“I thought you were going to Ocean City,” Mickey had said to his mother.

“We’re leaving after the play,” she explained.          

Dressed now in his good charcoal gray pants and white shirt and dark sports coat, Mickey stood outside his room and stared into the kitchen. Earl sat at the table, leaning back in his chair so that it balanced on the back two legs. He drank from a quart-sized bottle of Schmidt’s Beer. A robust man with a ruddy complexion and thin blonde hair, he looked like he was always about to laugh or sing. But, Mickey had learned, it was only a look. He seethed inside and he reminded Mickey of the bullies he encountered in his North Philadelphia neighborhood.

Uncle Tony had shaved. His hands were not as grease-stained as usual, though there was residual grime under his fingernails. He had brushed his leather shoes and had put on his dark pants.

“I didn’t think anyone wanted to go,” Mickey said when he walked into the kitchen. “Hi, Earl.”

Earl nodded. His light gray eyes danced, leaping from one thing to another. He never seemed to look straight at anything. He put down his bottle of beer. “I told your mom, what’s the difference, we get there tonight for supper or tonight just to go to bed. We get there. The important thing is, your mom gets to see you in your play.”

“You coming, too, Uncle Tony?” Mickey asked, re-assessing how bad this was going to be.

“I’ll sit in the back. If I gotta get up and go, I will. Your mom can walk you home.”

“I can walk myself,” Mickey said. “Nobody has to come with me.”

“After I made Earl change our plans?” Mom stood in her bedroom doorway, dressed only in her slip. Her hair was plastered about her head. It was a darker shade of brown than usual. She had colored it to hide the gray. “We’re all coming, so you don’t have to tell me how we never do anything for you.”

“I never say that.”

“You say it plenty,” Mom said.

“Get dressed,” Earl told her.

Mickey got a drink of water at the kitchen sink. He didn’t like the taste. His stomach grumbled at him. Soon, his mom emerged from the bedroom with her hair combed, her body perfumed and powdered, her naturally dark eyes highlighted by mascara. She wore one of the dresses she normally reserved for dining out with Earl. She looked thinner than usual, cinched in by a girdle, Mickey assumed. Earl smiled at her and they walked down the stairs in single file and through the dark hallway to the side door, the one they used when the store was closed.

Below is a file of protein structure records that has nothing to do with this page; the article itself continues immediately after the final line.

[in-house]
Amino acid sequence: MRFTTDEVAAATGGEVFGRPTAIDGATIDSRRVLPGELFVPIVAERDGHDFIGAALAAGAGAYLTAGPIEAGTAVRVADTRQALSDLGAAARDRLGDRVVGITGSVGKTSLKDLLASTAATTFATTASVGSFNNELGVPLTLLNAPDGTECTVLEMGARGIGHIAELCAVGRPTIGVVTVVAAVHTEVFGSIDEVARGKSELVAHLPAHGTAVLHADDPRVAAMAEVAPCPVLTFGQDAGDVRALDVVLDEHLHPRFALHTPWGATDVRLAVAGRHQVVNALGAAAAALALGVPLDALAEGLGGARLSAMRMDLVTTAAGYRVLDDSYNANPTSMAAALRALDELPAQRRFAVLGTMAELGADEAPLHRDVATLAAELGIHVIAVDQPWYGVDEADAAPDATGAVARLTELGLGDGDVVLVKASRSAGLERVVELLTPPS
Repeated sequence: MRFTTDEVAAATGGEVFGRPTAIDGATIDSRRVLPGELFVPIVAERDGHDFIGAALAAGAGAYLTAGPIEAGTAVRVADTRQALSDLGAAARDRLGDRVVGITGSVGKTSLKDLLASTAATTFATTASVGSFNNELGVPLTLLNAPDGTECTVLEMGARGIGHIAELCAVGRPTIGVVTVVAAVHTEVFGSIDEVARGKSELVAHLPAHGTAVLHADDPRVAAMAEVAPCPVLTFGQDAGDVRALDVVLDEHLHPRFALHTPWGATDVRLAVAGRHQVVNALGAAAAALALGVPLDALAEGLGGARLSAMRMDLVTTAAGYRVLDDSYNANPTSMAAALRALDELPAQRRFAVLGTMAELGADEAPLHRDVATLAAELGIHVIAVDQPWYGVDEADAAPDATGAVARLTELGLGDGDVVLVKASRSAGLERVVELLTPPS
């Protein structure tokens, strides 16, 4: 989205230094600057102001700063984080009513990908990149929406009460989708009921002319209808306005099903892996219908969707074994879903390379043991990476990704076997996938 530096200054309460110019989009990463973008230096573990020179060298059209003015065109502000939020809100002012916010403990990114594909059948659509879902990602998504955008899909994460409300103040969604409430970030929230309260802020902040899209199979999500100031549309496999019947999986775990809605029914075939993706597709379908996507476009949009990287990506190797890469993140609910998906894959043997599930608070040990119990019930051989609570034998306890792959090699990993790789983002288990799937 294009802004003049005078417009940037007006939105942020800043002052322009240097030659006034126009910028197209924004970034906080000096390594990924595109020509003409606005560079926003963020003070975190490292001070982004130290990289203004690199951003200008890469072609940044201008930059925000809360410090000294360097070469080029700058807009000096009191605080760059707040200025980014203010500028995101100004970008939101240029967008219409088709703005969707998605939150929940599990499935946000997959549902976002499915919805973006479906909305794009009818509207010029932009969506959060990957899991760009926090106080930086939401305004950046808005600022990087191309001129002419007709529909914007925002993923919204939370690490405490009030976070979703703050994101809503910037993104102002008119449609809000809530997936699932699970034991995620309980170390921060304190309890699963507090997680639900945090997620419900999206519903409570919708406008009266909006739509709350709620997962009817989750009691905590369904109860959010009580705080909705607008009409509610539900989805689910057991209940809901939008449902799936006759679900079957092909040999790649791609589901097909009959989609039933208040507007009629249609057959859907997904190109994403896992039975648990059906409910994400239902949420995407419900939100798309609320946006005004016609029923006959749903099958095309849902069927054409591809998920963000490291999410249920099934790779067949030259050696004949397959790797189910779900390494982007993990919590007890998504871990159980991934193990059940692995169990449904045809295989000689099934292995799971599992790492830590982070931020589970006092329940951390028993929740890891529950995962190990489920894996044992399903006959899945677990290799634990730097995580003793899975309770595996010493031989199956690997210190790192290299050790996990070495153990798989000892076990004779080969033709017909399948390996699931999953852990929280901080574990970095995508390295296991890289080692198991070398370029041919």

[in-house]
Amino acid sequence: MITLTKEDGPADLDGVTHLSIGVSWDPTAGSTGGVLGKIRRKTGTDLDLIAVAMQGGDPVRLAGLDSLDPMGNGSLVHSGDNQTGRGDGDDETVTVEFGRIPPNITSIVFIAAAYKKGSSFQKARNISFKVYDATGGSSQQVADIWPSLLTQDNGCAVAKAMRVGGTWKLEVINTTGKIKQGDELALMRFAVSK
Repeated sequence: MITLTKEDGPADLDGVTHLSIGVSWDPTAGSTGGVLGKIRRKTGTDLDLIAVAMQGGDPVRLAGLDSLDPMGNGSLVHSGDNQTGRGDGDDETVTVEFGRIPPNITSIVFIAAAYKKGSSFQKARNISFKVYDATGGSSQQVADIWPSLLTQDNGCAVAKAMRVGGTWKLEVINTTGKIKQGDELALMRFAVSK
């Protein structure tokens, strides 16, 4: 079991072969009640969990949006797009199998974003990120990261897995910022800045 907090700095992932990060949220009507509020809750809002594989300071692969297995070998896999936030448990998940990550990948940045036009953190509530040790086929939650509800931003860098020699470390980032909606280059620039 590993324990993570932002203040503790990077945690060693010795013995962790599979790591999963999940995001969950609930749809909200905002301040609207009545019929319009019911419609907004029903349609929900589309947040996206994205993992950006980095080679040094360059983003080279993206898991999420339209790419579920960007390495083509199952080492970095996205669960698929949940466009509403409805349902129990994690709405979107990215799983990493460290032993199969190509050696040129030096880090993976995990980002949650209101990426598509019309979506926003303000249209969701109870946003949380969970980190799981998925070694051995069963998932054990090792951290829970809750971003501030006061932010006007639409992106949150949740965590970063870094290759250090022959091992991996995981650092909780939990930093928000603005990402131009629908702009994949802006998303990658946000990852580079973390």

“I can drive us,” Earl offered.

“I like walking,” Uncle Tony said.

Mickey thought of a way out. Maybe this was it. “Why don’t you two drive and me and Uncle Tony can walk.” If he got his uncle alone he’d explain the situation and his uncle would understand, might even laugh, and help him get out of trouble. Because this was going to be trouble, he thought. Not only had he made his mother change her plans, but he had forced Earl to come along. Neither of them would be happy when they discovered he was no longer in the play.

“We can all walk,” Mom said. She strolled along with Earl on her left, on the curbside of the pavement. Mickey walked a little ahead of his uncle, who followed with a wary look left and right, his hands in his pockets.

Hammer Elementary wasn’t far from home. It lay on the other side of Kensington Avenue where the elevated train ran, just beyond the trolley barn where the Philadelphia Transit Corporation maintained its ageing vehicles. The school was three stories high, made of brick and stone, with a black iron fence surrounding a paved schoolyard. Near the front door were the painted lines where the different grades lined up in the morning so they could be called in one at a time.

Rita Kolowski and her mother and father appeared up ahead. She wore a flowing dress and sported a large corsage on her shoulder. Her father had on a suit. Her mother was dressed in a shiny, velvet gown, and carried a small fur wrap. Mickey noticed his mother bend her head towards Earl. A few words rolled back towards him. “Show offs. Where they think they’re going?”